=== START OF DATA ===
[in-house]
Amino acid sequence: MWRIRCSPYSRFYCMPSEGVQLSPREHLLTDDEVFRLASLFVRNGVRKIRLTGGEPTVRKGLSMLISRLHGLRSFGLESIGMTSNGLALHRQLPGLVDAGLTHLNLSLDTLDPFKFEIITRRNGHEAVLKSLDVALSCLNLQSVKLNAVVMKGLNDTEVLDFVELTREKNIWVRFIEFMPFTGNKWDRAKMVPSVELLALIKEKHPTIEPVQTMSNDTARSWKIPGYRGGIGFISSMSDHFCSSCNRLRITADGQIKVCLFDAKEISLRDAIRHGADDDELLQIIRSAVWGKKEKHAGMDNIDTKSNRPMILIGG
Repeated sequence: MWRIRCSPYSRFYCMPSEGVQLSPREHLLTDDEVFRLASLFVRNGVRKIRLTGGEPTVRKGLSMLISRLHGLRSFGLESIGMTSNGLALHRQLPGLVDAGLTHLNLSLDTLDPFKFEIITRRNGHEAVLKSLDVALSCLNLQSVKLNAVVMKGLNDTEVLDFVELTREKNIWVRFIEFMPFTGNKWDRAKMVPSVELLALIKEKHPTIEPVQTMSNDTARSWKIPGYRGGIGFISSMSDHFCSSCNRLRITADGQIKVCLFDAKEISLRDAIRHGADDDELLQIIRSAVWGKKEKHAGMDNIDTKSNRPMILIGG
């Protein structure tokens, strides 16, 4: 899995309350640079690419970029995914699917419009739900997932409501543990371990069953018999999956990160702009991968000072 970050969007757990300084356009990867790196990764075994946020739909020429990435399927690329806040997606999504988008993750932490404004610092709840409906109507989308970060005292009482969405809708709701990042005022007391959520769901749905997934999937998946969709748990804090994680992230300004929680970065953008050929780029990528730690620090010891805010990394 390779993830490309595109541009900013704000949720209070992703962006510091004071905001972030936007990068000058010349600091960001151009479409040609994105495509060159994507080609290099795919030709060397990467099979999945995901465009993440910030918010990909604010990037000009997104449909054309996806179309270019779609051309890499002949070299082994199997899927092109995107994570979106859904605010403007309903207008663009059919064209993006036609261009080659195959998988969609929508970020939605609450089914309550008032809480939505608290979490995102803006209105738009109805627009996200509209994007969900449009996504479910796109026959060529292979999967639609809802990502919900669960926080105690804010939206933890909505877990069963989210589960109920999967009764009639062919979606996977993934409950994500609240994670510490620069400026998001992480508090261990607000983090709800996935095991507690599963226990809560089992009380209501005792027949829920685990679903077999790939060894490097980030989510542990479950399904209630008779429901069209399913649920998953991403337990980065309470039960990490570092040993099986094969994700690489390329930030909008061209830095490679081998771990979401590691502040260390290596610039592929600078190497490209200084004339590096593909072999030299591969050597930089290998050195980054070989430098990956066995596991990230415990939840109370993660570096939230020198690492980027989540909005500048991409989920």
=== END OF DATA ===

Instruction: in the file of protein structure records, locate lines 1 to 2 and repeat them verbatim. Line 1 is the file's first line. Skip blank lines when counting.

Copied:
[in-house]
Amino acid sequence: MWRIRCSPYSRFYCMPSEGVQLSPREHLLTDDEVFRLASLFVRNGVRKIRLTGGEPTVRKGLSMLISRLHGLRSFGLESIGMTSNGLALHRQLPGLVDAGLTHLNLSLDTLDPFKFEIITRRNGHEAVLKSLDVALSCLNLQSVKLNAVVMKGLNDTEVLDFVELTREKNIWVRFIEFMPFTGNKWDRAKMVPSVELLALIKEKHPTIEPVQTMSNDTARSWKIPGYRGGIGFISSMSDHFCSSCNRLRITADGQIKVCLFDAKEISLRDAIRHGADDDELLQIIRSAVWGKKEKHAGMDNIDTKSNRPMILIGG